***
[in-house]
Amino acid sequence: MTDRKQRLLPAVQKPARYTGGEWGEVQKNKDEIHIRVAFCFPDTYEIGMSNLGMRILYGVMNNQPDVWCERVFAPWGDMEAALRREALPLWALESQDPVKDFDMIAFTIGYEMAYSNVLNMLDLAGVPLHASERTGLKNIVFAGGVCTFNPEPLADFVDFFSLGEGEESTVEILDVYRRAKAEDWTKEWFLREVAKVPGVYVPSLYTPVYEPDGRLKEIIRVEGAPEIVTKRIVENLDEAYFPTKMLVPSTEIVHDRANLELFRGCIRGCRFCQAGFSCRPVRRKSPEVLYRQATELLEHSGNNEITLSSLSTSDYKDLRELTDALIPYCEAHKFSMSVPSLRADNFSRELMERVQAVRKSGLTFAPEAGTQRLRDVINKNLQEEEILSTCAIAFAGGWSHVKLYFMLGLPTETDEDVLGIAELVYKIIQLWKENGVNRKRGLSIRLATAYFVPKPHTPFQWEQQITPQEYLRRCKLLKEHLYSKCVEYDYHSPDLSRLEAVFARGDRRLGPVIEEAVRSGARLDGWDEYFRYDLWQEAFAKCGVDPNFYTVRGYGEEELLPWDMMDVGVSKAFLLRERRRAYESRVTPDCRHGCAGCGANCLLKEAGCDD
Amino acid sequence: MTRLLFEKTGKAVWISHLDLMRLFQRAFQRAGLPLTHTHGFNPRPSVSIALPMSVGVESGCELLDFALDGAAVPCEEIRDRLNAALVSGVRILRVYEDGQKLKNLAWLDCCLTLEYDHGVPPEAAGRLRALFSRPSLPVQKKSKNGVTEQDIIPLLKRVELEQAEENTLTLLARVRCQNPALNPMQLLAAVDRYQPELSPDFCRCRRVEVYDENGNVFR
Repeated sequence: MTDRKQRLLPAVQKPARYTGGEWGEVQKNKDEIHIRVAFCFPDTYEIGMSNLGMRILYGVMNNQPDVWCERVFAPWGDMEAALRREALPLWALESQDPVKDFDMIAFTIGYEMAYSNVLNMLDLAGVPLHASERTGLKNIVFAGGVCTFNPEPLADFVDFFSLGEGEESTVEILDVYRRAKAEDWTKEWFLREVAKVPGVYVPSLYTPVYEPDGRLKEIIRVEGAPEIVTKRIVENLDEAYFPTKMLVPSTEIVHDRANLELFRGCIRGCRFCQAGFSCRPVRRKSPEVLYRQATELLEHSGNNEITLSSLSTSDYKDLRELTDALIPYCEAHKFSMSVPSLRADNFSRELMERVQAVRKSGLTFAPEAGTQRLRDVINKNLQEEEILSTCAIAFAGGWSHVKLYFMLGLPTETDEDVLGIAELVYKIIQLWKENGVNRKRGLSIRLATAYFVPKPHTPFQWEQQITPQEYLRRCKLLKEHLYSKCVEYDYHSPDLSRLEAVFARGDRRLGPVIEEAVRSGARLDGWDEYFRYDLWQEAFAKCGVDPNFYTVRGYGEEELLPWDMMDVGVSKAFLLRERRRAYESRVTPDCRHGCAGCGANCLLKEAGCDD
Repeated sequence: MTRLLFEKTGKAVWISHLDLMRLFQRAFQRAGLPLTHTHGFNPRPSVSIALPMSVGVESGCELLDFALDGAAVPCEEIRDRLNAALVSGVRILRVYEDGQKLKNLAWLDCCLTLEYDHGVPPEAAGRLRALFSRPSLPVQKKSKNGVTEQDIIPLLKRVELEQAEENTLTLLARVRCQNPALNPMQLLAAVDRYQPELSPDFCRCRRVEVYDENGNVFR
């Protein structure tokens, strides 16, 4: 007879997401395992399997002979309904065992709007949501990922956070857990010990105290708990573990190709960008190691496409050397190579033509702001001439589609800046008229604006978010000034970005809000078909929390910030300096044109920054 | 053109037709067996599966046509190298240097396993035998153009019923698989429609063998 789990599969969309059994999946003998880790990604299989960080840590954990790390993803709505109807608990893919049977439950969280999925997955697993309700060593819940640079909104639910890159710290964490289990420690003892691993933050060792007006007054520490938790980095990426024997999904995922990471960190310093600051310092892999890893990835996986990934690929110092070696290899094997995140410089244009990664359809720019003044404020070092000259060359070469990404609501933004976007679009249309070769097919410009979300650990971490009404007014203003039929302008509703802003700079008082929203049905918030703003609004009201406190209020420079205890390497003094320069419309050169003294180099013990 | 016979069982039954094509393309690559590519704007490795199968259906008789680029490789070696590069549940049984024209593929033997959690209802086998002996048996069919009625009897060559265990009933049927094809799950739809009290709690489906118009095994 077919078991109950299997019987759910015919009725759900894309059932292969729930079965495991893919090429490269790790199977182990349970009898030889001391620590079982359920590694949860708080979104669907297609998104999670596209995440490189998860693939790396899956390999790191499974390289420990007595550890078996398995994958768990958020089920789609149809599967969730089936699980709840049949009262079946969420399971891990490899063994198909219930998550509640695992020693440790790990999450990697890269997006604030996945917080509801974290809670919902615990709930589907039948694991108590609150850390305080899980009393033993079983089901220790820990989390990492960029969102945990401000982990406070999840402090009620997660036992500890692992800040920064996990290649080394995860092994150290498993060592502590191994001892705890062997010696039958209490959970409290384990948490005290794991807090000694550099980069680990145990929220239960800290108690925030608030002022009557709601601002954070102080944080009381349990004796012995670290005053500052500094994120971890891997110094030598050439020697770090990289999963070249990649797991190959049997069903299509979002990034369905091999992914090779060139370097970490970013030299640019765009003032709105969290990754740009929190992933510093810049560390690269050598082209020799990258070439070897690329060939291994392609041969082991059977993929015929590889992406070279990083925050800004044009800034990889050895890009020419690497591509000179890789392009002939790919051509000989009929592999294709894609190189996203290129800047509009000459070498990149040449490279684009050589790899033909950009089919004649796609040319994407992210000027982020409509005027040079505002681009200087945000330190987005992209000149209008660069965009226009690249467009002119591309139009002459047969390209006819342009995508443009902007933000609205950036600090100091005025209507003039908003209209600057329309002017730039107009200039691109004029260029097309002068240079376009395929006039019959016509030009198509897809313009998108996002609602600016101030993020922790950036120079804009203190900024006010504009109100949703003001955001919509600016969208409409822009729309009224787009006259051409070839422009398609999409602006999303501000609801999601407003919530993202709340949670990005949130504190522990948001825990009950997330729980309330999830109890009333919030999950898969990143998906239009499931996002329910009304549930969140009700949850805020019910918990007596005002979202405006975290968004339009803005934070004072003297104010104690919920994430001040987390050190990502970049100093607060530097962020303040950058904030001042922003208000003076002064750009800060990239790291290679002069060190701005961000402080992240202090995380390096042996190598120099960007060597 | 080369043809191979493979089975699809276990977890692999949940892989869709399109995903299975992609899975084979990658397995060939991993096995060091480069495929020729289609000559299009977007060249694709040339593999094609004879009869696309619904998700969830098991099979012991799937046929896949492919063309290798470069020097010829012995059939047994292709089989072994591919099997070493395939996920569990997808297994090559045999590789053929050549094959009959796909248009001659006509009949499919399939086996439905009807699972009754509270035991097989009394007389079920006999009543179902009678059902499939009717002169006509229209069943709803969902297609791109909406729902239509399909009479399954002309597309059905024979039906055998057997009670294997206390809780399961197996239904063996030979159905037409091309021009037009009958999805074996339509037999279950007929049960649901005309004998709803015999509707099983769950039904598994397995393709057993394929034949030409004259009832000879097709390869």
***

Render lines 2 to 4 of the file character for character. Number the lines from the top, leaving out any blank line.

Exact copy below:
Amino acid sequence: MTDRKQRLLPAVQKPARYTGGEWGEVQKNKDEIHIRVAFCFPDTYEIGMSNLGMRILYGVMNNQPDVWCERVFAPWGDMEAALRREALPLWALESQDPVKDFDMIAFTIGYEMAYSNVLNMLDLAGVPLHASERTGLKNIVFAGGVCTFNPEPLADFVDFFSLGEGEESTVEILDVYRRAKAEDWTKEWFLREVAKVPGVYVPSLYTPVYEPDGRLKEIIRVEGAPEIVTKRIVENLDEAYFPTKMLVPSTEIVHDRANLELFRGCIRGCRFCQAGFSCRPVRRKSPEVLYRQATELLEHSGNNEITLSSLSTSDYKDLRELTDALIPYCEAHKFSMSVPSLRADNFSRELMERVQAVRKSGLTFAPEAGTQRLRDVINKNLQEEEILSTCAIAFAGGWSHVKLYFMLGLPTETDEDVLGIAELVYKIIQLWKENGVNRKRGLSIRLATAYFVPKPHTPFQWEQQITPQEYLRRCKLLKEHLYSKCVEYDYHSPDLSRLEAVFARGDRRLGPVIEEAVRSGARLDGWDEYFRYDLWQEAFAKCGVDPNFYTVRGYGEEELLPWDMMDVGVSKAFLLRERRRAYESRVTPDCRHGCAGCGANCLLKEAGCDD
Amino acid sequence: MTRLLFEKTGKAVWISHLDLMRLFQRAFQRAGLPLTHTHGFNPRPSVSIALPMSVGVESGCELLDFALDGAAVPCEEIRDRLNAALVSGVRILRVYEDGQKLKNLAWLDCCLTLEYDHGVPPEAAGRLRALFSRPSLPVQKKSKNGVTEQDIIPLLKRVELEQAEENTLTLLARVRCQNPALNPMQLLAAVDRYQPELSPDFCRCRRVEVYDENGNVFR
Repeated sequence: MTDRKQRLLPAVQKPARYTGGEWGEVQKNKDEIHIRVAFCFPDTYEIGMSNLGMRILYGVMNNQPDVWCERVFAPWGDMEAALRREALPLWALESQDPVKDFDMIAFTIGYEMAYSNVLNMLDLAGVPLHASERTGLKNIVFAGGVCTFNPEPLADFVDFFSLGEGEESTVEILDVYRRAKAEDWTKEWFLREVAKVPGVYVPSLYTPVYEPDGRLKEIIRVEGAPEIVTKRIVENLDEAYFPTKMLVPSTEIVHDRANLELFRGCIRGCRFCQAGFSCRPVRRKSPEVLYRQATELLEHSGNNEITLSSLSTSDYKDLRELTDALIPYCEAHKFSMSVPSLRADNFSRELMERVQAVRKSGLTFAPEAGTQRLRDVINKNLQEEEILSTCAIAFAGGWSHVKLYFMLGLPTETDEDVLGIAELVYKIIQLWKENGVNRKRGLSIRLATAYFVPKPHTPFQWEQQITPQEYLRRCKLLKEHLYSKCVEYDYHSPDLSRLEAVFARGDRRLGPVIEEAVRSGARLDGWDEYFRYDLWQEAFAKCGVDPNFYTVRGYGEEELLPWDMMDVGVSKAFLLRERRRAYESRVTPDCRHGCAGCGANCLLKEAGCDD